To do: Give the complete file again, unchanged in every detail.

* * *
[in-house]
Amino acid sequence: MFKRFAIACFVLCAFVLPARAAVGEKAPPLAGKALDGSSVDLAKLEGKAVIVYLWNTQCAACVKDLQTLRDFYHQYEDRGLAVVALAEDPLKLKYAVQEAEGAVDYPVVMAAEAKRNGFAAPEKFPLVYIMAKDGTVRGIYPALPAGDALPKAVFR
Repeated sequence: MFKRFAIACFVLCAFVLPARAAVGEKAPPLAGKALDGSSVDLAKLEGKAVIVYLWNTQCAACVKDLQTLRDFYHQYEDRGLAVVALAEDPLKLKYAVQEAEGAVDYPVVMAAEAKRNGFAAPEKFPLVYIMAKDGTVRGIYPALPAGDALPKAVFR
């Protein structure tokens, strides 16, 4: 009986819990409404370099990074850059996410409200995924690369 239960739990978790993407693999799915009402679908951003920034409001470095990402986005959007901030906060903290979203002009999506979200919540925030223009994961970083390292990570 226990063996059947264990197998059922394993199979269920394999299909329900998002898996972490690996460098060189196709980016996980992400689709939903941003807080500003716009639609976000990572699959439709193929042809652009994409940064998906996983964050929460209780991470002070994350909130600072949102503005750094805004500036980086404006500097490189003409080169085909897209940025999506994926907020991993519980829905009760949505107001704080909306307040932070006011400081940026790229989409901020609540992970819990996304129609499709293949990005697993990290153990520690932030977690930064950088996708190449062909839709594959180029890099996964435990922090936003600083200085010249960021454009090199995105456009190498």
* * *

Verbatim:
[in-house]
Amino acid sequence: MFKRFAIACFVLCAFVLPARAAVGEKAPPLAGKALDGSSVDLAKLEGKAVIVYLWNTQCAACVKDLQTLRDFYHQYEDRGLAVVALAEDPLKLKYAVQEAEGAVDYPVVMAAEAKRNGFAAPEKFPLVYIMAKDGTVRGIYPALPAGDALPKAVFR
Repeated sequence: MFKRFAIACFVLCAFVLPARAAVGEKAPPLAGKALDGSSVDLAKLEGKAVIVYLWNTQCAACVKDLQTLRDFYHQYEDRGLAVVALAEDPLKLKYAVQEAEGAVDYPVVMAAEAKRNGFAAPEKFPLVYIMAKDGTVRGIYPALPAGDALPKAVFR
């Protein structure tokens, strides 16, 4: 009986819990409404370099990074850059996410409200995924690369 239960739990978790993407693999799915009402679908951003920034409001470095990402986005959007901030906060903290979203002009999506979200919540925030223009994961970083390292990570 226990063996059947264990197998059922394993199979269920394999299909329900998002898996972490690996460098060189196709980016996980992400689709939903941003807080500003716009639609976000990572699959439709193929042809652009994409940064998906996983964050929460209780991470002070994350909130600072949102503005750094805004500036980086404006500097490189003409080169085909897209940025999506994926907020991993519980829905009760949505107001704080909306307040932070006011400081940026790229989409901020609540992970819990996304129609499709293949990005697993990290153990520690932030977690930064950088996708190449062909839709594959180029890099996964435990922090936003600083200085010249960021454009090199995105456009190498």